SENATE BILL REPORT
This analysis was prepared by non-partisan legislative staff for the use of legislative members in their deliberations. This analysis is not a part of the legislation nor does it constitute a statement of legislative intent.
As Reported by Senate Committee On:
Early Learning & K-12 Education, February 16, 2012
Title: An act relating to adopting early learning guidelines.
Brief Description: Requiring the department of early learning to develop state early learning guidelines.
Sponsors: House Committee on Early Learning & Human Services (originally sponsored by Representatives Kagi, Orwall, Sullivan, Haigh, Maxwell, Kenney and Tharinger; by request of Department of Early Learning).
Brief History: Passed House: 2/10/12, 74-22.
Committee Activity: Early Learning & K-12 Education: 2/15/12, 2/16/12 [DP].
SENATE COMMITTEE ON EARLY LEARNING & K-12 EDUCATION
Majority Report: Do pass.
Signed by Senators McAuliffe, Chair; Rolfes, Vice Chair; Litzow, Ranking Minority Member; Eide, Fain, Harper, Hill, King, Nelson and Tom.
Staff: Lidia Mori (786-7755)
Background: The Washington State early learning guidelines were formerly known as the Washington State Early Learning and Development Benchmarks (Benchmarks). The Benchmarks were created in 2005 through a joint effort of the Office of the Governor and the Office of Superintendent of Public Instruction (OSPI). The creators of the Benchmarks recognized the importance of regularly revising the Benchmarks and agreed that they would be reviewed and updated every five years. The Benchmarks were created as a tool to enhance the health and development of children in Washington State. The Benchmarks depict what children typically know and are able to do at various ages, and include ideas to guide the type of activities and interactions that help promote children's development at specific ages.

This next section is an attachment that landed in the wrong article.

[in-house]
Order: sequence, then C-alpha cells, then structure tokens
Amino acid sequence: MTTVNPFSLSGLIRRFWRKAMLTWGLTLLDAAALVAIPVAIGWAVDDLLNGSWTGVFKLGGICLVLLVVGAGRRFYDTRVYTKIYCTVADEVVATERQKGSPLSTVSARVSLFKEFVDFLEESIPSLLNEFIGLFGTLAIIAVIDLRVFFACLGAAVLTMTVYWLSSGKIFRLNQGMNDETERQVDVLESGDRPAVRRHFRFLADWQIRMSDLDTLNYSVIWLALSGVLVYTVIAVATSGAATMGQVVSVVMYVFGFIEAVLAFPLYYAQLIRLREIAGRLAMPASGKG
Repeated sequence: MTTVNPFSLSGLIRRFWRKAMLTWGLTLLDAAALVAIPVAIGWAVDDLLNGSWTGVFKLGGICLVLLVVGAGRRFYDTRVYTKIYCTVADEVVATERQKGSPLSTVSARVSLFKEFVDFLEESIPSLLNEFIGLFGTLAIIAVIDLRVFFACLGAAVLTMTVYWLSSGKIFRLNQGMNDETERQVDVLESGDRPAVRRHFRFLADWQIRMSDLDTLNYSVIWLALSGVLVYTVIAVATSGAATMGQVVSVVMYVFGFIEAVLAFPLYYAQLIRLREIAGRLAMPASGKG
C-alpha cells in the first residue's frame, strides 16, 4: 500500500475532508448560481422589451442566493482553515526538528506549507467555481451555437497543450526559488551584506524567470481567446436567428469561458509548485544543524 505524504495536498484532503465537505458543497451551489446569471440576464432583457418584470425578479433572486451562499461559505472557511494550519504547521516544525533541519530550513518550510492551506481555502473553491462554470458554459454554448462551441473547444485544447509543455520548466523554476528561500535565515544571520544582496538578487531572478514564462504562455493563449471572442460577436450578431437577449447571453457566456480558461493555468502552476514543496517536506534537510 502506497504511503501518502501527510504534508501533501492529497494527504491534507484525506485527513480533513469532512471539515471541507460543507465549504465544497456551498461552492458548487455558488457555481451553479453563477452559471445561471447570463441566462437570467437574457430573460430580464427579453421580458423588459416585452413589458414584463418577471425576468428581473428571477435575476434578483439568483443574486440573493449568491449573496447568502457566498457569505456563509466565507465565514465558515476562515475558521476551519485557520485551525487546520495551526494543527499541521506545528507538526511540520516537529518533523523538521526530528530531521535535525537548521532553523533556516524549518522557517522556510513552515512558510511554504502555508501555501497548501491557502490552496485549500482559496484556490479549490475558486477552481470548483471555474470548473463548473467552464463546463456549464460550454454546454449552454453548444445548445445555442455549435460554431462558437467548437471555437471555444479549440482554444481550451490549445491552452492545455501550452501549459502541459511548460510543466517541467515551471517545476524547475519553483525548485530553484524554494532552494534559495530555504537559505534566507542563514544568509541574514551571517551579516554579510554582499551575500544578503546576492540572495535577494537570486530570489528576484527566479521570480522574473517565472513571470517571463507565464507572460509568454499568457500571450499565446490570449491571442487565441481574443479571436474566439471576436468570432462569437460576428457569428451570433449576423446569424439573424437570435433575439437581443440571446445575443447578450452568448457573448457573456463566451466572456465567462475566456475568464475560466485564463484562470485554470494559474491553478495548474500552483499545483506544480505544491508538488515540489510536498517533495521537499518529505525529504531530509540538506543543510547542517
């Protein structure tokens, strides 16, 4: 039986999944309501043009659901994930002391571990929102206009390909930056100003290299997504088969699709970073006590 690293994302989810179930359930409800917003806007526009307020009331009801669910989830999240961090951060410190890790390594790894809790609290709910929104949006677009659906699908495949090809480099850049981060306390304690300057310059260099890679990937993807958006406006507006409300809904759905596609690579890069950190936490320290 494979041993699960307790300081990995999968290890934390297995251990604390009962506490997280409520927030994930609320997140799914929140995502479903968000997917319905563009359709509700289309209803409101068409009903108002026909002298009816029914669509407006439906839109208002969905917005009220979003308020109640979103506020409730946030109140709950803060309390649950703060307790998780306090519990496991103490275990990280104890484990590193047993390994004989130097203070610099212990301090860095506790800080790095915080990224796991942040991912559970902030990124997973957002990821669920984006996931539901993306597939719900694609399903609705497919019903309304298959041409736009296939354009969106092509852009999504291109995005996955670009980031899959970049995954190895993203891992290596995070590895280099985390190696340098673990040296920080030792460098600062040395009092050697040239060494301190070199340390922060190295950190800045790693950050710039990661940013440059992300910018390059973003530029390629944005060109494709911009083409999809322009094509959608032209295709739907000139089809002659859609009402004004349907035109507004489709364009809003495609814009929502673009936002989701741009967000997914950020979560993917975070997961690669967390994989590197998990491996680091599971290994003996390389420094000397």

A guidelines redesign steering committee was convened in October 2010 by the Department of Early Learning (DEL), OSPI, and Thrive by Five Washington (Thrive) to redesign the early learning guidelines based upon the results of a widely distributed user survey and input from diverse stakeholder groups. The outreach process has sought to obtain feedback from individuals and communities around the state, with an emphasis on traditionally underrepresented communities. On January 3, 2012, the steering committee began the final round of outreach to solicit advice on the final guidelines.
For parents, early child care professionals, and educators, it is believed that the early learning guidelines will provide information as to what they might expect to see as children grow and learn as well as how to support and even enhance the child's development and learning. It is expected that another benefit of the guidelines will be that teachers can use them as a framework for a learning continuum that will help ease children’s transition from one stage of development to the next.
Summary of Bill: DEL, jointly with OSPI and the nongovernmental private-public partnership, must develop early learning guidelines and make them widely available. In addition, the guidelines are to be periodically reviewed and revised with a committee offering broad stakeholder representation and a tribal member from a federally recognized tribe.
Fiscal Note: Not requested.
Committee/Commission/Task Force Created: No.
Effective Date: Ninety days after adjournment of session in which bill is passed.
Staff Summary of Public Testimony: This bill is even stronger now that the guidelines are to be developed jointly with OSPI. The guidelines go through the early elementary years and they should be developed jointly with OSPI. The guidelines are an essential and basic element of any early learning system. Superintendent Dorn is supportive of the guidelines. This is a fine piece of legislation.
Persons Testifying: PRO: Amy Blondin, DEL; Bob Butts, OSPI.